One of the best things I’ve learned about business management is to always assume the worst – assume that everything will go wrong and many mistakes will be
made. This rule has saved me and saved my projects when I was a project manager in corporate America, in my home renovation and of course in my business.
It may seem that this would lead to negative thinking, but I think it works just the opposite. By always assuming the worst and being prepared for it, things will almost always go better than you think and when they don’t you’ll be prepared. This helps me to keep a positive outlook. Given the complexity of modern living, it’s realistic for things to often get messed up so acknowledging and preparing for it isn’t negative, it’s just realistic. Even when things do go bad, I feel better about it because I know I’ve done everything I can to prepare.
What can you do to save yourself and your projects before things go wrong? Here are some ideas:
- Confirm the details at least twice. Don’t give a second thought to offending anyone – communication is tough and your efforts will save everyone later. It may not even be the other party that gets things wrong, so confirm for yourself as well.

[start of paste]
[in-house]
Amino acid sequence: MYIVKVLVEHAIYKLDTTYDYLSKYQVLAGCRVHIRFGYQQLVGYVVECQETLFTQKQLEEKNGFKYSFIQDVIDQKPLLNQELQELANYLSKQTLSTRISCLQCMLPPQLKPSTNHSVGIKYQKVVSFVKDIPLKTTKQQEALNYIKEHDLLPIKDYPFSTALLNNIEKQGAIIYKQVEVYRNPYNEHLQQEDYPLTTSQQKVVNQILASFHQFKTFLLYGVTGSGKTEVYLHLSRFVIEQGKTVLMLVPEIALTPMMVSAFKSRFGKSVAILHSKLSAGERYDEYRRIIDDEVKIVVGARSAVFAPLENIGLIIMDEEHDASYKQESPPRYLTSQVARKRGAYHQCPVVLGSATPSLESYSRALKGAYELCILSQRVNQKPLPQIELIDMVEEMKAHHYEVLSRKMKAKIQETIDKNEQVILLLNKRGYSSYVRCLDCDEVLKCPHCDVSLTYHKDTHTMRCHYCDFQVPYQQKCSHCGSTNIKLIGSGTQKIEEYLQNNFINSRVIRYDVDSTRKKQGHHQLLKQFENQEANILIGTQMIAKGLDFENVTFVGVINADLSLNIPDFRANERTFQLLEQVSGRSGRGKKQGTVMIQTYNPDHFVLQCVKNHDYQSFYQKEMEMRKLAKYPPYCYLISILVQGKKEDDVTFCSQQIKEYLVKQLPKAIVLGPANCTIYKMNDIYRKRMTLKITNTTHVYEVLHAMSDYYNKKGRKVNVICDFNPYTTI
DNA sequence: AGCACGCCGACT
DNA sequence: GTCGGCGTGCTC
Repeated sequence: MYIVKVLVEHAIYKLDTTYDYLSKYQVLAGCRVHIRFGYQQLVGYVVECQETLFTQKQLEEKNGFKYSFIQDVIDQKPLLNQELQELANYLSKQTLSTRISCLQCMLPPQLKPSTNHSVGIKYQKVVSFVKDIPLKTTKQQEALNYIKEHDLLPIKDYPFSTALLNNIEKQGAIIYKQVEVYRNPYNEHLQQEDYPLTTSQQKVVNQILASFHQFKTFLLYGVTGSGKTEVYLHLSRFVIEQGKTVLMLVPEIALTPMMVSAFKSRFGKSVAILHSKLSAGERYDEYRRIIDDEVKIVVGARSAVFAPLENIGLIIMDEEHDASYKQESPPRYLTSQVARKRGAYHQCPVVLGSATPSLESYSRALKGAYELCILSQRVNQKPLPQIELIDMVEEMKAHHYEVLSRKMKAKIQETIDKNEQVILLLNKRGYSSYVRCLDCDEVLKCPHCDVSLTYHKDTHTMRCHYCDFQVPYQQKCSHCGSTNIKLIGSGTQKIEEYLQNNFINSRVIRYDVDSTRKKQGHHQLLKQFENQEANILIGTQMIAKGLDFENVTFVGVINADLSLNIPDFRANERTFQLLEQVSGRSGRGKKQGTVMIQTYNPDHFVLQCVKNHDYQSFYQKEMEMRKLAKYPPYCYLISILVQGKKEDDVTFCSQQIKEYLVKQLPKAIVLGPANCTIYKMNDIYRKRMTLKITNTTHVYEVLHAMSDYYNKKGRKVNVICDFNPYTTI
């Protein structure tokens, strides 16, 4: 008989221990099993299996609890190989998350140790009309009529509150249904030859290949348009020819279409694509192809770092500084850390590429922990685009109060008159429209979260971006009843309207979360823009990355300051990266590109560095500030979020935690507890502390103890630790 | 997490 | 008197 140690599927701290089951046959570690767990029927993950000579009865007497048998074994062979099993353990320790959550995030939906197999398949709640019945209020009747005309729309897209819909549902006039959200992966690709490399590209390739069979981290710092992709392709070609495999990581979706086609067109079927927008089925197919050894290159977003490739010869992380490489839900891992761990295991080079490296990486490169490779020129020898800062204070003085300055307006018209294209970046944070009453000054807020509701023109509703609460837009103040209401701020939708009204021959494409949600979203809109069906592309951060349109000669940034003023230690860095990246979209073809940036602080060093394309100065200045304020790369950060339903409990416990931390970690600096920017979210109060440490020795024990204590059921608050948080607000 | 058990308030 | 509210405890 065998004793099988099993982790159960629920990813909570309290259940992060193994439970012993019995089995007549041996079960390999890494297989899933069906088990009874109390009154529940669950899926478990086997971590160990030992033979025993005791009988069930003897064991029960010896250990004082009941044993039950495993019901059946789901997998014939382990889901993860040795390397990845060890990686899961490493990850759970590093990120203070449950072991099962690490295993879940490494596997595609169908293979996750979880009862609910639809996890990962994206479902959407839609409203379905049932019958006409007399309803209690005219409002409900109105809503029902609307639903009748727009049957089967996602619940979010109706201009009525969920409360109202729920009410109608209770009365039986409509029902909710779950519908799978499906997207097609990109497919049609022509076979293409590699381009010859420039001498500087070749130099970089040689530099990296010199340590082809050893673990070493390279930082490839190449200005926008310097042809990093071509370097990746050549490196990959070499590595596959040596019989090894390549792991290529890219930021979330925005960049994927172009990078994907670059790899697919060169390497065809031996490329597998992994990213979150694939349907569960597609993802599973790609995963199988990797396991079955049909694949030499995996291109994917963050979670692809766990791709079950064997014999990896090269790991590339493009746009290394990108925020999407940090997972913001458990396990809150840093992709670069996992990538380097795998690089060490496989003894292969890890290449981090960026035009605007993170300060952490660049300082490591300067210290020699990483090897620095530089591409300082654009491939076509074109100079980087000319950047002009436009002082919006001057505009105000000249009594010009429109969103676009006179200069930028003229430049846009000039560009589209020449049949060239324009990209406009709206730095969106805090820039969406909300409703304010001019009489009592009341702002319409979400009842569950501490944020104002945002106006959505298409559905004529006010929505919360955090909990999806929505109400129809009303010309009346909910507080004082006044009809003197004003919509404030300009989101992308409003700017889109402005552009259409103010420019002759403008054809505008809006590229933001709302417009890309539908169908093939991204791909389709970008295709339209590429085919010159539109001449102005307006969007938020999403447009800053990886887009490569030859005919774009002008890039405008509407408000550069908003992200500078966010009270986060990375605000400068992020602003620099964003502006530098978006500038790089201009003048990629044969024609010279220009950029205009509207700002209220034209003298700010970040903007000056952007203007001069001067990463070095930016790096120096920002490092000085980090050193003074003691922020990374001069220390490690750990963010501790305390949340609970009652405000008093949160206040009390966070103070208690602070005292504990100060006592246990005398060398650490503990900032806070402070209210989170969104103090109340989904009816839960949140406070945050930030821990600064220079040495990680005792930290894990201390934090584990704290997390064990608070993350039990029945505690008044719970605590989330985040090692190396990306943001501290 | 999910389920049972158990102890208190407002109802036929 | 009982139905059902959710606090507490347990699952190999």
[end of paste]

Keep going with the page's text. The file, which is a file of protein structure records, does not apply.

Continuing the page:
- Get things in writing whenever you can. I’ve found that it’s much easier for two people to get different ideas from the same communication if it’s verbal as opposed to written. If you are talking to someone, send a follow up email outlining your understanding of the conversation. Having something in writing gives you something to refer to if things do go wrong.
- Get clear on a next step. What is to be done, who will do it and by when? If the next step belongs to the other person let them know and get their approval to follow up with them if you don’t hear from them. I say something like “So I’ll call you Wednesday if I haven’t gotten the report okay?”
- Always have a backup plan or more than one if you can. I cannot tell you how many times this has saved me when things have gone horribly wrong. Try to think of everything that can go wrong and have a solution before you need it. Before going to great lengths on this one, make sure to weigh the potential damage if things go wrong vs. how much effort it will take to make a backup plan because it’s not always worth it. Some things go wrong and there’s very little negative effect so it wouldn’t be worth it to create a backup plan.
- Knowing that things do go wrong, leave slack in all of your projects. Build in extra time and money and any other resources that could sink your project such as technical expertise. If you are depending on someone else such as a contractor or copy shop, give them a deadline well before you actually need it in case something goes wrong.
Do you use this mindset in your work? Does it make you feel more positive? Leave a comment telling me how it works for you.